SM: When I worked on Ramen Teh with Eric, I was watching what he did and everything. I learnt so much from him as a director and human being. I’m so impressed. And to say this, in front of Eric, he’s a wonderful person and he’s a wonderful director. So that was a great experience for me to work with him on Ramen Teh. And he gave me a wonderful chance like this — directing something. He gave me wonderful advice. And after that, when we started shooting, because of COVID-19 he couldn’t come to Japan so I was alone. But he gave me courage. Every morning, he’d send me an e-mail saying, “Have a good day, you can do it, go for it!” So he gave me the courage to go through with this experience, which is really, really appreciated. So yes, he was always with me in my heart and he gave me strength and courage.

Speaking of COVID-19, you couldn’t have picked a more exciting time to make your directing debut. There is a concert performance, which must have been a nightmare to shoot because of the COVID-19 safety protocols.

SM: When we were shooting, I thought the most important thing was safety to everybody, including the actors and crew. So the producers and I talked a lot about safety. We had to protect everybody from COVID-19, so we avoided having too many people. We chose places that were really private and safe. So we really cared about every detail. Everybody was just perfect, and we hired specialists to protect the people. So everything happened smooth and fast. Eric told me to do everything fast!

EK: And don’t go over budget (laughs).

SM: Yeah! Everything was nicely organised, so I would say we were really safe.

All masked up: Seiko Matsuda getting ready to shoot another scene on the set of 'The Day The Wind Blew'.

Seiko, you mentioned that Eric was very helpful in giving you advice. Besides Eric, which other filmmakers do you look up to?

SM: I love love stories, so I like Nancy Meyers. I like her movies, and I also like Eric because he’s my mentor! And he makes me feel secure in his arms. Thank you, Eric!

Eric is also the executive producer of Food Lore. If there’s another season of that show, and if you were to direct an episode, what food would you feature?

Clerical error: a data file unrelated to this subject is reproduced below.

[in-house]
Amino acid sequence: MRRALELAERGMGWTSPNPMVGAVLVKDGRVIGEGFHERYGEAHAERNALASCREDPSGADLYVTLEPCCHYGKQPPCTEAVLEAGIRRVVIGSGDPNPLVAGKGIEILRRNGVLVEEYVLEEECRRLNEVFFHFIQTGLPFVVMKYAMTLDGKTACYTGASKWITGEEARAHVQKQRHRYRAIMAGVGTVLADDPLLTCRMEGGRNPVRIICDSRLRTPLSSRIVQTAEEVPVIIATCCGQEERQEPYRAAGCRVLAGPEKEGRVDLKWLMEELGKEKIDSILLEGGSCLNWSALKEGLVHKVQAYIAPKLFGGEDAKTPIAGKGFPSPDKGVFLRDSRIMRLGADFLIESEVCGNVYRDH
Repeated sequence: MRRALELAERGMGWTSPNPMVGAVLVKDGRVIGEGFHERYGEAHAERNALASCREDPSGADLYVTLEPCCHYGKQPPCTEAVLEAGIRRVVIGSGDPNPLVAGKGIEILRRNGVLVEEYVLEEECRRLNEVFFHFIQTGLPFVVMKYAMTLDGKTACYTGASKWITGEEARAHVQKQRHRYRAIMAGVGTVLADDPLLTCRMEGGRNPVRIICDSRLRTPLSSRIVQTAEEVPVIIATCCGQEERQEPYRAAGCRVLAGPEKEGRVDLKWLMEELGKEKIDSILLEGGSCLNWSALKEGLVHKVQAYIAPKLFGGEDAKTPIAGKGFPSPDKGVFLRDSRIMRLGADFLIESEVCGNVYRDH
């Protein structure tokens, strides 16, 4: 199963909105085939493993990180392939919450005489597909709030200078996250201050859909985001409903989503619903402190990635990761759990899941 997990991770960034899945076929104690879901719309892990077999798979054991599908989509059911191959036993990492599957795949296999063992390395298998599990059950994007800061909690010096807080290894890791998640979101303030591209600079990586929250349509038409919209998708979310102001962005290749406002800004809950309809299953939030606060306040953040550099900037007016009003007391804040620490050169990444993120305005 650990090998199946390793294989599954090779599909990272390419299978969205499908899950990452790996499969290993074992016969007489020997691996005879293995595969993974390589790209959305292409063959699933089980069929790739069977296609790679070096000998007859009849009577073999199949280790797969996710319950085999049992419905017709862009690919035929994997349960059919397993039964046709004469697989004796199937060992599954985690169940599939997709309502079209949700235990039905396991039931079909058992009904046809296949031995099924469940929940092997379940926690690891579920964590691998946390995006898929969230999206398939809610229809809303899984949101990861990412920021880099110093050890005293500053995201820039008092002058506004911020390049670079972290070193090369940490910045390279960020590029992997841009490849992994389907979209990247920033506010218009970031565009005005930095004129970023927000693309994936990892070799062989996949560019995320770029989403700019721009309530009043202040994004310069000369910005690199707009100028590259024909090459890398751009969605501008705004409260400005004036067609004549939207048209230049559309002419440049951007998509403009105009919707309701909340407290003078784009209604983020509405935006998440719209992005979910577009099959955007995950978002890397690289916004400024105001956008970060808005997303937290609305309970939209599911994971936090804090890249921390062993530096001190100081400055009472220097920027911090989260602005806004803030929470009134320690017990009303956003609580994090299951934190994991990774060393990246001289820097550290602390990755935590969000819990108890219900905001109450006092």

SM: Japanese traditional food, like traditional sushi.

On a scale of one to 10, how much you would score Seiko’s directing debut?

EK: I would say 9/10. I’m really impressed because she came up with the story, she directed it and she composed the music. She was doing so. It’s holistic, right? You look at it and it all comes together. I remember when we were getting all the rushes, I was sitting down with the editor putting it all together, and it was really exciting cutting it here and seeing these really strong trademarks. I’m giving her a nine out of 10, because I want to do something else where I can give her a 10 out of 10. Because she’s got to do another one!

Seiko, are you planning to direct again?

SM: Definitely. If I have the chance to do it, yes, I’d love to do it, because I want to learn more about directing. Right now, I just feel relieved to have finished this episode (laughs). I’ll think about it later. I’m happy to finish this for now.

Now that you’ve done horror, what other genres would you like to dabble in?

SM: I would take on the challenge for anything. Even though it’s horror, I expressed it as a love story, so I’d love to challenge myself with anything interesting.

EK: I think Seiko would make a great musical. I went to her concert and it was incredible. For a lot of that, if you can put it into a contemporary setting, I think it could be beautiful. Hopefully, we can do something like that.

Like an autobiographical film?

EK: Yes! And I do the making-of. She can direct it herself (laughs)

Somebody to watch over her: Haori Takahashi realises she is not alone.

Seiko Matsuda’s Folklore episode, ‘The Day The Wind Blew’, is now streaming on HBO Go. ‘The Excursion’ episode premieres on Dec 19. Ramen Teh and Food Lore are also available on HBO Go.

Photos: HBO Asia